Home Lifestyle Health High cholesterol: Regularly eating mashed potato may increase your cholesterol levels

High cholesterol: Regularly eating mashed potato may increase your cholesterol levels

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doesn’t just come from food. It also naturally occurs in cells of the human body. It helps us with digestion as well as hormone and vitamin D production. Having high LDL cholesterol levels can put you more at risk for heart disease. It can contribute to artery blockage, which limits blood flow to and from your heart or brain. This can cause a heart attack or stroke. Eating large portions of mashed potato may be increasing your levels to dangerous highs.

Mashed potatoes themselves are not unhealthy, however mashed potatoes with butter, sour cream, and milk can increase calories and may increase your risk of high cholesterol.

These all add fats to the potatoes, and trans or saturated fats are known to contribute to high cholesterol levels.

That doesn’t mean you can’t still enjoy potatoes, but experts recommend baking your potato, and try using a butter alternative or some olive oil on top instead.

When making mashed potatoes, add skim milk and low- or no-fat Greek yogurt to give them a little creaminess. Use spices like oregano, pepper, or garlic for flavour.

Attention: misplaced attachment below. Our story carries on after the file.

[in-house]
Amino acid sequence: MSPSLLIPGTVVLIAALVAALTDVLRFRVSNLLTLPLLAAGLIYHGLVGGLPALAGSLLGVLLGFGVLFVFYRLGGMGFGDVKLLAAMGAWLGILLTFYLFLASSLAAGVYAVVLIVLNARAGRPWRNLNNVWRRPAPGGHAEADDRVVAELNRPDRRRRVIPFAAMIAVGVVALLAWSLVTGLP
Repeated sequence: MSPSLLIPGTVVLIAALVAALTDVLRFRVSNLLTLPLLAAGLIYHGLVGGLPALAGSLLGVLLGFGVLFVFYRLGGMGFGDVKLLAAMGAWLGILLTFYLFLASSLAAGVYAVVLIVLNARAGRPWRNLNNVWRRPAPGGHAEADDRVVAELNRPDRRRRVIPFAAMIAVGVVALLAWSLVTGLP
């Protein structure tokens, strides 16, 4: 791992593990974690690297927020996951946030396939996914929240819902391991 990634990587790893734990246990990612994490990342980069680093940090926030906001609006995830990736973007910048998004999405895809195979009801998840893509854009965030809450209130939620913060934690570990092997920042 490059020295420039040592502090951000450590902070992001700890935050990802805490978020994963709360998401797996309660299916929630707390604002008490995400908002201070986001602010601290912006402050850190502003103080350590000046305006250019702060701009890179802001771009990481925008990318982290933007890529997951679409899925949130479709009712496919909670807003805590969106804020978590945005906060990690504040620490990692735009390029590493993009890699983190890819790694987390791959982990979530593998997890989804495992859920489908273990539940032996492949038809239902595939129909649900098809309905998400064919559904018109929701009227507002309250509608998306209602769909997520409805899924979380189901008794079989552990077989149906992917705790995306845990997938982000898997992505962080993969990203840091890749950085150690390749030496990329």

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Nutrient consultant Marisa Moore claimed that mashed potatoes could raise cholesterol levels.

“Most mashed potatoes, especially at restaurants, include hefty portions of butter, cream, whole milk, sour cream, and/or cream cheese,” she said.

“This turns a perfectly healthy potato into a saturated fat bomb.

“Order a plain baked potato and top it with vegetables, salsa, or low-fat sour cream.”

According to the Mayo Clinic, useful tips when trying to lower your cholesterol levels include:

  • Eating lots of healthy, heart-boosting foods, such as fibrous whole grains, healthy fats, and foods high in omega-3 fatty acids
  • Limiting intake of partially hydrogenated oils, fried foods, and foods containing trans fats
  • Eating plenty of fruit and vegetables
  • Replacing fatty meats with lean meats, such as chicken, and fish
  • Including fibrous and protein-rich plant sources, including lentils and beans, in the diet
  • Exercising for at least 30 minutes every day
  • Limiting alcohol intake
  • Quitting smoking
  • Trying to maintain a healthy weight
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